Have you ever wanted to live ‘the good life’? Not just a good life, but rather, the good life? Well the crazy thing is that it is possible, it is actually within your grasp! I’m going to let you in on a little secret, there is a special word for this type of life – the good life – and it is a very old word, an ancient Greek word, and it helps us to understand how we might attain the good life. This word is:
This is a word that not many people know, but it is key to the good life. This word means ‘human flourishing’ – at least that’s the best translation that we could get in English.
The reason that this word is so important is because it is all about a way of life. A way of life that has this word as it’s goal. A way of life that has been embodied and lived out by many people over the last two-and-a-half millennia. This way of life sees, as the way to live this life of flourishing, not so much a list of rules, but rather a set of character traits, or virtues. The point of living this life is to cultivate these virtues in your life so that you will arrive at this way of living.
You will be someone who is able to live well, someone who is able to make the right choice in a given situation, someone who will know the right thing to say or not to say at a particular point in time. You will be someone who others look to in order to live the same sort of life.
This type of understanding the world is called ‘Virtue Ethics’.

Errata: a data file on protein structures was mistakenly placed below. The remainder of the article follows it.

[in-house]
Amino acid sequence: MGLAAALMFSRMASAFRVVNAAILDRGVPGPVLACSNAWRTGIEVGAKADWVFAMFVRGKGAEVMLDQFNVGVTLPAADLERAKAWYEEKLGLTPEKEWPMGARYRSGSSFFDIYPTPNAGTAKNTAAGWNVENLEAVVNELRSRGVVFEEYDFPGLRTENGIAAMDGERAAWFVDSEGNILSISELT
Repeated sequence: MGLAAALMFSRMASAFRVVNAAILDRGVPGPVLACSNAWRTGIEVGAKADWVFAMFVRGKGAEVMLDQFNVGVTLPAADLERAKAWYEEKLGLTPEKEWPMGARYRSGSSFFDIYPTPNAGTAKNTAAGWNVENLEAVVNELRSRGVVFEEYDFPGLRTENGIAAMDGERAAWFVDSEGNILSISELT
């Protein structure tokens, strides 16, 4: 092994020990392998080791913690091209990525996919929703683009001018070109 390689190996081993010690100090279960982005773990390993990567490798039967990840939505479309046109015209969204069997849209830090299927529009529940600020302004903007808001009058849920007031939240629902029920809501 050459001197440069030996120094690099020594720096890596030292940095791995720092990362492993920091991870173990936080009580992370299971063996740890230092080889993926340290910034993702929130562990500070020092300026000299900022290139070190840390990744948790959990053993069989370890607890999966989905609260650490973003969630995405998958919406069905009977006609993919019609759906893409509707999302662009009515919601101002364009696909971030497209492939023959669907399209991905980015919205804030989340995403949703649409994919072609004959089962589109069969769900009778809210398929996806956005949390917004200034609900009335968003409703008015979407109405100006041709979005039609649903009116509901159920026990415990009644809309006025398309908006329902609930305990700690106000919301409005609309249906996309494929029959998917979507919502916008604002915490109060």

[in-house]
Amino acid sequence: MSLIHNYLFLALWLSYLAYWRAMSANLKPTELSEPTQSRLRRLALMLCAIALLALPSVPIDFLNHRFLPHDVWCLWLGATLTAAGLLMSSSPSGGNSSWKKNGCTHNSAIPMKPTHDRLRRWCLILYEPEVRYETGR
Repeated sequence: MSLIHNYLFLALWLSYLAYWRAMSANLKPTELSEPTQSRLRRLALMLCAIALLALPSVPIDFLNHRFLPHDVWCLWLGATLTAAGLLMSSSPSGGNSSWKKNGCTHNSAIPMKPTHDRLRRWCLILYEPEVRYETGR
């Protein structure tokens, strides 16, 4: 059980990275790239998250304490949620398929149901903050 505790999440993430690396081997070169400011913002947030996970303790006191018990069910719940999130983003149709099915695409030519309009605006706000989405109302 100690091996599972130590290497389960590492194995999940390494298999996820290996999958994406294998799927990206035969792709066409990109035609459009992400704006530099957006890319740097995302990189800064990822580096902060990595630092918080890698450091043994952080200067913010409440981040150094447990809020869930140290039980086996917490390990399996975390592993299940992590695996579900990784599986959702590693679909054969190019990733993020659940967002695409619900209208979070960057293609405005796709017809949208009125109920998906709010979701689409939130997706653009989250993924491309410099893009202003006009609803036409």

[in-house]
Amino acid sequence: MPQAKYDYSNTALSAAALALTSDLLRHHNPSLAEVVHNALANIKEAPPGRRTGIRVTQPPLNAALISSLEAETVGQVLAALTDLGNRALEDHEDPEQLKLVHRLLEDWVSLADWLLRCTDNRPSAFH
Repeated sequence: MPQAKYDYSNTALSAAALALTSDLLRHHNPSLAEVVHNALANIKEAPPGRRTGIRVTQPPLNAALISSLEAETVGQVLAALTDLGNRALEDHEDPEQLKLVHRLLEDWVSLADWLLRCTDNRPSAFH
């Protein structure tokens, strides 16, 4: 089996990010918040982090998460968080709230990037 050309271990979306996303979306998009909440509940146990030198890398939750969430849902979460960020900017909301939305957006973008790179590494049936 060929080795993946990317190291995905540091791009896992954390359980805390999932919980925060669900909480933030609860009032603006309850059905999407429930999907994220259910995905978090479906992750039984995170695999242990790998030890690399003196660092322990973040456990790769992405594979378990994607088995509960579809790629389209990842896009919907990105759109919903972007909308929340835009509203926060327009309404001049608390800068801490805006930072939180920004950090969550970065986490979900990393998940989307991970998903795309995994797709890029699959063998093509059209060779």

How does this fit in to a Biblical framework? Well, we must understand that, while the Bible does give us some commands – love the Lord your God with all of your heart, and with all your mind, and with all your strength, and love your neighbour as yourself – it doesn’t really give us a specific set of instructions as to how to do that in each situation that we might encounter. It doesn’t tell us what it means to love our neighbour here in the 21st Century, it tells us to do it though. An understanding of what it means to be a loving person, – what love is – however, rather than a set of behaviours, will tell us what it means to love our neighbour in this day and age.
So what are the qualities, or virtues, that make up this good life? What are the ways of being that will lead us to Eudaimonia? They have traditionally been listed in two categories:
Theological virtues – those which are given to us by God upon our salvation and the indwelling of the Holy Spirit:
The Cardinal virtues – those which are accessible to us by natural (unregenerate) reason:
1. Justice – concerned with fairness and rightness
2. Prudence – concerned with being able to discern what is the right action at the right time.
3. Temperance – Concerned with being able to control oneself.
4. Fortitude/Courage – being concerned with the ability to confront fear, uncertainty, and intimidation.
How do we cultivate these virtues? An important question, if we want to take seriously the life that God has called each of us to, but for us, that’s a discussion for next week.
See you then!
Which if the Cardinal virtues do you find the hardest to embody? Why? Let us know in the comments!